Did Ottawa pay too much for the Kinder Morgan pipeline project?


WATCH: The federal government’s decision to buy the Kinder Morgan Trans Mountain pipeline for $4.5 billion is fuelling more controversy. Did we get a bad deal? Tess van Straaten takes a look.

It’s one of the most controversial projects in B.C. history and now that Canadian taxpayers will likely be footing the bill for the Kinder Morgan Trans Mountain pipeline project, there are growing concerns about the economic gamble.

“Kinder Morgan, in my view, was very unlikely to have wanted to proceed,” says former Victoria Liberal MP and environment minister David Anderson. “This is a bit of a dog as far as an investment goes.”

Anderson, a long-time critic of the pipeline expansion, says he’s surprised the Trudeau government announced Monday it would buy the embattled project for $4.5 billion and then spend another $7.5 billion twinning the pipeline if another buyer can’t be found.

“It’s a very, very risky business and to put that kind of money in a pipeline where the moment you buy it you say at the same time you want to sell it,” says Anderson. “It doesn’t suggest to me you have buyers lined up or that we have made an investment that can be justified.”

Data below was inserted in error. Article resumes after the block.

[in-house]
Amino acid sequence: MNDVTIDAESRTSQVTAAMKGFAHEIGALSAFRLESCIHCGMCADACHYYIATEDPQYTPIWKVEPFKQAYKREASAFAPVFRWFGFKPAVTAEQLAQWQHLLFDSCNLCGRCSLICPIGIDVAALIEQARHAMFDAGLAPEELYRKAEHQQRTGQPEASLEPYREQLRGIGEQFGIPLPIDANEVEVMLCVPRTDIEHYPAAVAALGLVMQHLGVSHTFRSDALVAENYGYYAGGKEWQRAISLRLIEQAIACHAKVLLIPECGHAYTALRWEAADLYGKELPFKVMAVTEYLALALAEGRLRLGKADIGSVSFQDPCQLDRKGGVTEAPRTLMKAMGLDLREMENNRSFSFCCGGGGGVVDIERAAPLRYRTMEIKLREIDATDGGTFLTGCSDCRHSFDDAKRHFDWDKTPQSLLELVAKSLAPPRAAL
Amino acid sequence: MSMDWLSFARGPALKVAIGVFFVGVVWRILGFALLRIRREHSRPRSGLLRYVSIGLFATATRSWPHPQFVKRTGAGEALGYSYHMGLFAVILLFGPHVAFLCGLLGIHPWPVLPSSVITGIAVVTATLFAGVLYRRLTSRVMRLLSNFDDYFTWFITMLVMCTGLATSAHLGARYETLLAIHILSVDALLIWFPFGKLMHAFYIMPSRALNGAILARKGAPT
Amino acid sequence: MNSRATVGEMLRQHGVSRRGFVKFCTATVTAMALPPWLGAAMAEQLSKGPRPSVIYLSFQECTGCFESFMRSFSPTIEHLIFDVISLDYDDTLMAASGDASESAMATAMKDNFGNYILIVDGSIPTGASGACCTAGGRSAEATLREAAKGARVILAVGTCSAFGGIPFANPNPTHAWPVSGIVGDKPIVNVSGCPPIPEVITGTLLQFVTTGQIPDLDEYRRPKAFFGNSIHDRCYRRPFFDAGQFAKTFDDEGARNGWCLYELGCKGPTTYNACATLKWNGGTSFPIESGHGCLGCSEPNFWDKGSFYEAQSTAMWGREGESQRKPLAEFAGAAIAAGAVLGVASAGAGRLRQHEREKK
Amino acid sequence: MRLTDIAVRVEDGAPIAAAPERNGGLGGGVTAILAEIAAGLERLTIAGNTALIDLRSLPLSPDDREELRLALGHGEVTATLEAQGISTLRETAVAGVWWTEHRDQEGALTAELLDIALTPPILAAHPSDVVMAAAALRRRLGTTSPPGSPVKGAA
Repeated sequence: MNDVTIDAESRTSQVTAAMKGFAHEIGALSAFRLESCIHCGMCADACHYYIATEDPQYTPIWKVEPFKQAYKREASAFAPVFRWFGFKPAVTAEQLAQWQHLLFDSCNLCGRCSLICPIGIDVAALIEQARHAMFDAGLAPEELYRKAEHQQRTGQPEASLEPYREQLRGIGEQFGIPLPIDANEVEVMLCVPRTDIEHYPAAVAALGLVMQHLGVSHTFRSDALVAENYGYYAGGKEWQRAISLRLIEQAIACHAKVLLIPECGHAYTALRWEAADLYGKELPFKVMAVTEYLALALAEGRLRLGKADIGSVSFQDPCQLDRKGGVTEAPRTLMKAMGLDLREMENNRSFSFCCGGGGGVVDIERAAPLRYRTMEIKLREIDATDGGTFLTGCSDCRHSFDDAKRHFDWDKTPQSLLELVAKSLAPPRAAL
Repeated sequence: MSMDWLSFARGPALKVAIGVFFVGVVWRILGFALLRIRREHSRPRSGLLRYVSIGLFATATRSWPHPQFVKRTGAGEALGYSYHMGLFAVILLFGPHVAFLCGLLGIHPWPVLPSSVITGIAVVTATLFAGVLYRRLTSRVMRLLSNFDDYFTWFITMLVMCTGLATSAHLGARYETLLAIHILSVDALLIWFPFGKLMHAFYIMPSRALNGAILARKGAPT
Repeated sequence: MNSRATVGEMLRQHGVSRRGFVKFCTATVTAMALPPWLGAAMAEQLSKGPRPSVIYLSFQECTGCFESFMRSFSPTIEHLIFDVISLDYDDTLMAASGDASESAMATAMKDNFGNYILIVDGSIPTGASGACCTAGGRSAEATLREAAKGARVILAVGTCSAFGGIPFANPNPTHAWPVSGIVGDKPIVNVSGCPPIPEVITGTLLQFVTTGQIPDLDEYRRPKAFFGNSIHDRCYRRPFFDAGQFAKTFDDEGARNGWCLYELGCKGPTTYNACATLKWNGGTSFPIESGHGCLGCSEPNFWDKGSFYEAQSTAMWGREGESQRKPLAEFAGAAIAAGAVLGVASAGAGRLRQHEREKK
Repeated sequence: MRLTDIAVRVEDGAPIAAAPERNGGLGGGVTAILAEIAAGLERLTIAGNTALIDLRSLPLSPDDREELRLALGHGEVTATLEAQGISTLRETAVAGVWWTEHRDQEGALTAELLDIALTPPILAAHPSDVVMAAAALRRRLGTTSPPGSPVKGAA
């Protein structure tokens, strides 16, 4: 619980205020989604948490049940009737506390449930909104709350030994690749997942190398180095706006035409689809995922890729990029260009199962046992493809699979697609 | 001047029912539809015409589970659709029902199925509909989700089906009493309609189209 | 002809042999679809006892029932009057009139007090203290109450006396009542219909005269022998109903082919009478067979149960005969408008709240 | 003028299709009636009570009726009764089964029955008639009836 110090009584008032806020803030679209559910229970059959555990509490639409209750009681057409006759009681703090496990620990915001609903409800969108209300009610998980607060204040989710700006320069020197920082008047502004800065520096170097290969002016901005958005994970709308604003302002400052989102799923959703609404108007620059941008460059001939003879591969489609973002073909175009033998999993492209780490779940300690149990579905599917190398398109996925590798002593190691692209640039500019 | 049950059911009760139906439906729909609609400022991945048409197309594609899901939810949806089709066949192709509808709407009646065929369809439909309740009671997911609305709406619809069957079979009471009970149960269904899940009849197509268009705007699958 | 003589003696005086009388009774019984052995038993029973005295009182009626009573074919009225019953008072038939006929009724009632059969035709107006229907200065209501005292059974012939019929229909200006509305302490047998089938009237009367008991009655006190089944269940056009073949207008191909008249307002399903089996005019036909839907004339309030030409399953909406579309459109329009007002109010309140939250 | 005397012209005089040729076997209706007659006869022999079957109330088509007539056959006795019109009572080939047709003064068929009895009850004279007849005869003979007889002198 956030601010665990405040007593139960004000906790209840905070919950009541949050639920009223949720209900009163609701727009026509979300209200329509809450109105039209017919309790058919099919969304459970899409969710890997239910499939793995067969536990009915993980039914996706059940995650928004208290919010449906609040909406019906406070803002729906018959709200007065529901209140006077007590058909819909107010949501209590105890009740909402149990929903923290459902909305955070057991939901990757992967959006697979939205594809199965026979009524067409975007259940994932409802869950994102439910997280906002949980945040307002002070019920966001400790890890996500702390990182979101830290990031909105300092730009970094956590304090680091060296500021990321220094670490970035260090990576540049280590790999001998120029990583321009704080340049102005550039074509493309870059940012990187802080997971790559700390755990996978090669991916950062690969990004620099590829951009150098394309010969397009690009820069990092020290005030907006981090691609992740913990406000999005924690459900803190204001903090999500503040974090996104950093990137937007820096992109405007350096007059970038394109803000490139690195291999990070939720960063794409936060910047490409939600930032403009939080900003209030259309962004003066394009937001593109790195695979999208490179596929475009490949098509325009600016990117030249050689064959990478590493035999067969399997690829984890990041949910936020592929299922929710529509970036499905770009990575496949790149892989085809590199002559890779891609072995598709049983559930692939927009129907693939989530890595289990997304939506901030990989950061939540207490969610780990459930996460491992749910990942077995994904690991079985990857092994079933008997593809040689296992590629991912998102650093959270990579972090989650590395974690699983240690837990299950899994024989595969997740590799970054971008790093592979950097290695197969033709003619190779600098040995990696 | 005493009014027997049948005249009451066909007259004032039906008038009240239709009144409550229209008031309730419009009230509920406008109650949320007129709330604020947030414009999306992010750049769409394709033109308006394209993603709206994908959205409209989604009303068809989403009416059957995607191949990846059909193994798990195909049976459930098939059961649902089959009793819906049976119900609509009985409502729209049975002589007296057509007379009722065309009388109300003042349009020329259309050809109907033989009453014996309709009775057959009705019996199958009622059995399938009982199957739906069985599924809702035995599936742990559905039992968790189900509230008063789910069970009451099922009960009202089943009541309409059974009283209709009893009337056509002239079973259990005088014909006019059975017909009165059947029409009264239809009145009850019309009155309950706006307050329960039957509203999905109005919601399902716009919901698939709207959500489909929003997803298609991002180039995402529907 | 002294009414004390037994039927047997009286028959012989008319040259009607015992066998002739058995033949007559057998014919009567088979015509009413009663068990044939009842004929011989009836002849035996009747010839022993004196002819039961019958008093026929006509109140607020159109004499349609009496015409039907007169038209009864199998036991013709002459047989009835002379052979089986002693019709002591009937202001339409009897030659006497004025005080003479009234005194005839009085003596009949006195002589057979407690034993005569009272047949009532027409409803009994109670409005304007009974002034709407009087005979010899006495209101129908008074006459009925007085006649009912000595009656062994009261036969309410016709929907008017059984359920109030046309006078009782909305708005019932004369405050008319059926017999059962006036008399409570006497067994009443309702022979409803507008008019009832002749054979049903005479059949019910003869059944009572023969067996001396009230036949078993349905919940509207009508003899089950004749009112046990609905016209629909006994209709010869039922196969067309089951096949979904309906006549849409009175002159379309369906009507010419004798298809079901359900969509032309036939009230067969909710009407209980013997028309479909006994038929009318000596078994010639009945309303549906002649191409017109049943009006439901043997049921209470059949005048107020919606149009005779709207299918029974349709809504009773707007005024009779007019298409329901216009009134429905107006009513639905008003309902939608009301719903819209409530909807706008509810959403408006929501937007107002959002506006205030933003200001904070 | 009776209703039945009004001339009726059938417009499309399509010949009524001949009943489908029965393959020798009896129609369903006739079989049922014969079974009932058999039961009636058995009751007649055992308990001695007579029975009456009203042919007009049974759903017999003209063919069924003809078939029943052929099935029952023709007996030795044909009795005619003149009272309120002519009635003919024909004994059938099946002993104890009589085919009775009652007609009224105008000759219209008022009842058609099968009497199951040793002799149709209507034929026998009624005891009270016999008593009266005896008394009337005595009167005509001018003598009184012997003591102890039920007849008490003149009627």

Top business experts agree, saying all Trudeau’s tough talk about the pipeline needing to go ahead likely strengthened Kinder Morgan’s bargaining position.

“For Kinder Morgan, it was a good deal from what was looking like a real bad proposition but they played it really well and my sense is the feds overpaid on this,” says Saul Klein, dean of the University of Victoria’s Gustavson School of Business. “So was it a good deal? Probably not.”

Klein says the expansion does make good economic sense and finding a buyer won’t be hard if the pipeline goes ahead. But with regulatory and court challenges and fierce opposition on the B.C. South Coast, it’s still a big “if.”

“Paying $4.5 billion to Kinder Morgan is a real bet ? it’s taking a gamble on whether the pipeline will be built or not,” Klein says. “If it does get built, then the money will flow and a buyer will be easy to find.”

But if it isn’t built, experts say taxpayers will be out billions of dollars on the economic ? and political ? gamble.

Tess van StraatenTess van Straaten

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